It seems fitting that my first blog post should be about my first encounter as a foster dad. I may, at some point, lose all my faculties. But, I don’t know that I will ever forget that day. Our home was opened on a Monday. Early Tuesday morning we received our first call. Wow! That fast, and we were in the mix. Some families have a much longer wait. So we were prepared to have to sit out for a bit. But, that’s not how this story went. I was at home that day, so I waited anxiously.
I learned more on my first day of middle dad duty than any day since. I suppose that’s par for the course with most new endeavors, though. I’m typically pretty laid back. But, understandably, I was a complete ball of anxiety that day. I really had no idea what to expect, except that this kid was a male human under two years old. Literally, that’s all I knew for certain. Of course, he wasn’t brought until sometime after lunch, so that gave my nerves more time than was needed to wear me out. My stomach still turns thinking about that anxiety.
They pulled up. Finally! I was going to meet my new foster son. I had rehearsed my happy face. I had some funny, age-appropriate quips worked up to break the ice. I was shadow practicing fist bumps, and everything! Ok, I really just did that last part in my mind. But, I was prepared. This was going to be the most positive, welcoming and warm encounter he had had in his last twenty-four hours! I was ready.
The intake worker (that may not be the technical name of the position) got out of the car. She walked around the car and opened the rear door. I still remember the feeling. It all seemed so surreal. It all seemed so overwhelming. I went out on the porch to welcome them. I was all smiles! I really, really wanted his first impression to be a good one. She pulled his car seat from the car and started toward my home. He was asleep. Really? Bummer.
The whole encounter undoubtedly felt much more awkward to me than to her. She was all business. Here’s the kid. Here is his paperwork. Sign that, please. You’ll need this. Here are his clothes (which turned out to be his brother’s clothes). The office will call you with his court date. Call if you need anything. Thank you. Goodbye. She left.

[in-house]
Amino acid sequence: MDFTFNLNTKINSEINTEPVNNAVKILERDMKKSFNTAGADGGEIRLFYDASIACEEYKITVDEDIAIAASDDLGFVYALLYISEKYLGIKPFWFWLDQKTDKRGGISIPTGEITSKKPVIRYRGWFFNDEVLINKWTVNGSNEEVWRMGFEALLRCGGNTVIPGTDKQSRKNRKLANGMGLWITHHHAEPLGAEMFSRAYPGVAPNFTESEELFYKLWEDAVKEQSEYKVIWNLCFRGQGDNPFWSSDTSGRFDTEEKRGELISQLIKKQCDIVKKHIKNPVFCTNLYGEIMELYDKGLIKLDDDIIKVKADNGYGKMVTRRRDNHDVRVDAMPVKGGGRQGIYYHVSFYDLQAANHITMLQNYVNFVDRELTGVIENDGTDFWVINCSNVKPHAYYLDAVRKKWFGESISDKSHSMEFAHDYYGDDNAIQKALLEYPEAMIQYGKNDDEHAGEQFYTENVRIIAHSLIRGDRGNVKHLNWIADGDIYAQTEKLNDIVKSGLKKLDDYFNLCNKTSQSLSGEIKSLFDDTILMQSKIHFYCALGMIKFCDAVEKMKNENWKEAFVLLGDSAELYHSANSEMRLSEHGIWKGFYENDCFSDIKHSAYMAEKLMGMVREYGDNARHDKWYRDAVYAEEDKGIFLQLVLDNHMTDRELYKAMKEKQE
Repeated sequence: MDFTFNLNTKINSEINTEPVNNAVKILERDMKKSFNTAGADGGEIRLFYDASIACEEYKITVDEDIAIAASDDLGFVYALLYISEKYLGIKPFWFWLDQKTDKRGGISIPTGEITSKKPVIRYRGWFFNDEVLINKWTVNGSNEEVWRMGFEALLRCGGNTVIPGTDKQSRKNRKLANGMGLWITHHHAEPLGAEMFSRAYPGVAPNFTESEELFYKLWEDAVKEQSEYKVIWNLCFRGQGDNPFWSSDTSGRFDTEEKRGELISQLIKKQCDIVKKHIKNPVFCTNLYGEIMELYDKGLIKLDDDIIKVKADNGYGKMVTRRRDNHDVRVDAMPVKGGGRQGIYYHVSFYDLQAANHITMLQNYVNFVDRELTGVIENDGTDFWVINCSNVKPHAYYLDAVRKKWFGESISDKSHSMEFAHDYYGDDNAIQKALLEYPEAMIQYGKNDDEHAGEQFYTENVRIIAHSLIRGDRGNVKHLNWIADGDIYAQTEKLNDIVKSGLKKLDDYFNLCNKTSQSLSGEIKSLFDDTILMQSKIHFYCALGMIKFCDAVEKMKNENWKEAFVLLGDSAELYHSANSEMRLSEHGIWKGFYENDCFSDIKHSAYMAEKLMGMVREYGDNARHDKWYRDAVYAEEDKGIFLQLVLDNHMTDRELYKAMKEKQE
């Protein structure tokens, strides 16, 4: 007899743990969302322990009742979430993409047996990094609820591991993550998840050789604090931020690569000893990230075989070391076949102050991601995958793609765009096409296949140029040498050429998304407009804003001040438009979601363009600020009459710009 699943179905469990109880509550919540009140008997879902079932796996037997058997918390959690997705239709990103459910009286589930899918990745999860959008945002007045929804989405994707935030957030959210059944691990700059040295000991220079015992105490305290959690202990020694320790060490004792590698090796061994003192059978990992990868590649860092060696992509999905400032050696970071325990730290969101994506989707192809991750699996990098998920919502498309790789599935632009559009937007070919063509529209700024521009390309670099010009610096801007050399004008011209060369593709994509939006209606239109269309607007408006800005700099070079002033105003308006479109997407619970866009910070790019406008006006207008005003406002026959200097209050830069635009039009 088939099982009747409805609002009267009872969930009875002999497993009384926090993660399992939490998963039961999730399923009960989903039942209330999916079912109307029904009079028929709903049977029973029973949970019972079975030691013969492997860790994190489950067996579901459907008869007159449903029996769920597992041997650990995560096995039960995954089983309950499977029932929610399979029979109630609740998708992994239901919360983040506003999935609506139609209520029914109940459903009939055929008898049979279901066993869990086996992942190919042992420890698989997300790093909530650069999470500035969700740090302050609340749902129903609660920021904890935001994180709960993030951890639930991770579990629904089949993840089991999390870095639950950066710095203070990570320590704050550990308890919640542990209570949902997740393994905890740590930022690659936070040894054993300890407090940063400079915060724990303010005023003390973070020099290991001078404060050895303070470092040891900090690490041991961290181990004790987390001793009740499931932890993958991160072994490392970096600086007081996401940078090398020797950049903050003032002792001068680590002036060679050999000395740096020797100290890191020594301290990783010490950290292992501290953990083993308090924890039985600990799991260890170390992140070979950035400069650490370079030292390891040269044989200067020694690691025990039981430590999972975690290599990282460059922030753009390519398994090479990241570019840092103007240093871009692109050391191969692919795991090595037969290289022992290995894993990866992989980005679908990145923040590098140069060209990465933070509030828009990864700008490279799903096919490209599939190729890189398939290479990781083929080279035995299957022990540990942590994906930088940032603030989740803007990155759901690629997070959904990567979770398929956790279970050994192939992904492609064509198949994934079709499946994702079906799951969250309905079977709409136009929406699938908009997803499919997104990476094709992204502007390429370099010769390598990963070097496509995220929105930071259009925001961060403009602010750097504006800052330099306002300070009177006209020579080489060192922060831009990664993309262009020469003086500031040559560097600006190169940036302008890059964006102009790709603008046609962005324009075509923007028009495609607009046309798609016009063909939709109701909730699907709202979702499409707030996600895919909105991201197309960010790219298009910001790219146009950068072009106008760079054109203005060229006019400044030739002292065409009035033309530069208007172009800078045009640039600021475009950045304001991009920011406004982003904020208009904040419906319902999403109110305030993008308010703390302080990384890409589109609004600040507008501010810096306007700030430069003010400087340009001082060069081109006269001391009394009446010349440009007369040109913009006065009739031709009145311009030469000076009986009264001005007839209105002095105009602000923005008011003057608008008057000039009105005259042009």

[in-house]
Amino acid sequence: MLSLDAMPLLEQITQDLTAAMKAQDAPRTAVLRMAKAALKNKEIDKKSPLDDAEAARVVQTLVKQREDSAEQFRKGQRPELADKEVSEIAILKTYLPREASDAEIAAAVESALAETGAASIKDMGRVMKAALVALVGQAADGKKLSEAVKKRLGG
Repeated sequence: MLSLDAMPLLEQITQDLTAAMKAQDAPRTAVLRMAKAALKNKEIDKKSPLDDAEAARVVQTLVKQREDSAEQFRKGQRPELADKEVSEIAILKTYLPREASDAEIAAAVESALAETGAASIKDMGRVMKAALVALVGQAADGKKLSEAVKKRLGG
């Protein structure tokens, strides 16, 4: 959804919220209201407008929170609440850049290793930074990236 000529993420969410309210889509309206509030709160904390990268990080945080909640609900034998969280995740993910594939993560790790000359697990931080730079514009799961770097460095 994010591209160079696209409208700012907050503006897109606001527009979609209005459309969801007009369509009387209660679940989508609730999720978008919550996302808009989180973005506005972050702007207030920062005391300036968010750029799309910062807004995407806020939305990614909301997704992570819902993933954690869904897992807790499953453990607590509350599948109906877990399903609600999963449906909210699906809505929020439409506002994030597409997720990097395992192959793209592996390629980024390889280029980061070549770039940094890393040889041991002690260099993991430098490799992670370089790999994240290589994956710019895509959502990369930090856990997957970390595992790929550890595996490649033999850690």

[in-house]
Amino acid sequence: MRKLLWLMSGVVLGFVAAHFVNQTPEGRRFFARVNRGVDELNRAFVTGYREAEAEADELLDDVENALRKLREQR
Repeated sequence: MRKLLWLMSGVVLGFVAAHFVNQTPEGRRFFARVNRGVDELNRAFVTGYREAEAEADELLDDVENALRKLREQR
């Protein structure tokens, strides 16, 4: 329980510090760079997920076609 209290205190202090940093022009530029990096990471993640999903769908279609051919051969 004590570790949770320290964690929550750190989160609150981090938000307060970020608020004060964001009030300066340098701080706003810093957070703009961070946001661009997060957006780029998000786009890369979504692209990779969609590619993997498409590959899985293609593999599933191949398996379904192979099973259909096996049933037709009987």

Wait, what? He’s still asleep. None of this has gone as I had imagined it. I understand that for her, this was easiest. She could pass him off asleep and wouldn’t have to deal with a screaming, confused kid. After all, it was now my duty to comfort him. And I was off my game. None of my prep had done any good. And, I had no idea what else to do, except wait. So, I sat there and watched over him as he slept.
I can only imaging what must’ve been going through his mind when he awoke. He went to sleep in a car with a woman who had dark skin like his (and most of the people he probably knew in life), and he woke up in my living room with a long-haired, long-bearded white guy. The only thing that was the same in his world from when he went to sleep was the car seat he was sitting in. The confusion…
Initially, he was curious. He took my hand and we walked around the house. Once he had seen most of what was to be seen, we made it to the kitchen. I thought things were going well. But, that’s when it happened. He lost it. He fell to the floor and began crying for mama. I had no words. I couldn’t fix this. And I wasn’t going to try. All I could do at that point was sit down with him and share his broken heart. He crawled into my lap. There we both sat, weeping and sobbing. All I could say was that I was sorry, over and over. I don’t know how long we sat there before it finally all stopped. But, I remember him relaxing. I don’t know what he was thinking. But, I remember thinking I was his dad, for however long this all took.
Dads fix. It’s what we’re known for. Sometimes we make things worse by trying to fix them, though. This is especially true in affairs of the heart. Sometimes people don’t need to be fixed. They just need someone to hold them and share their pain. We don’t even have to understand it. That was the biggest lesson I leanred from day one.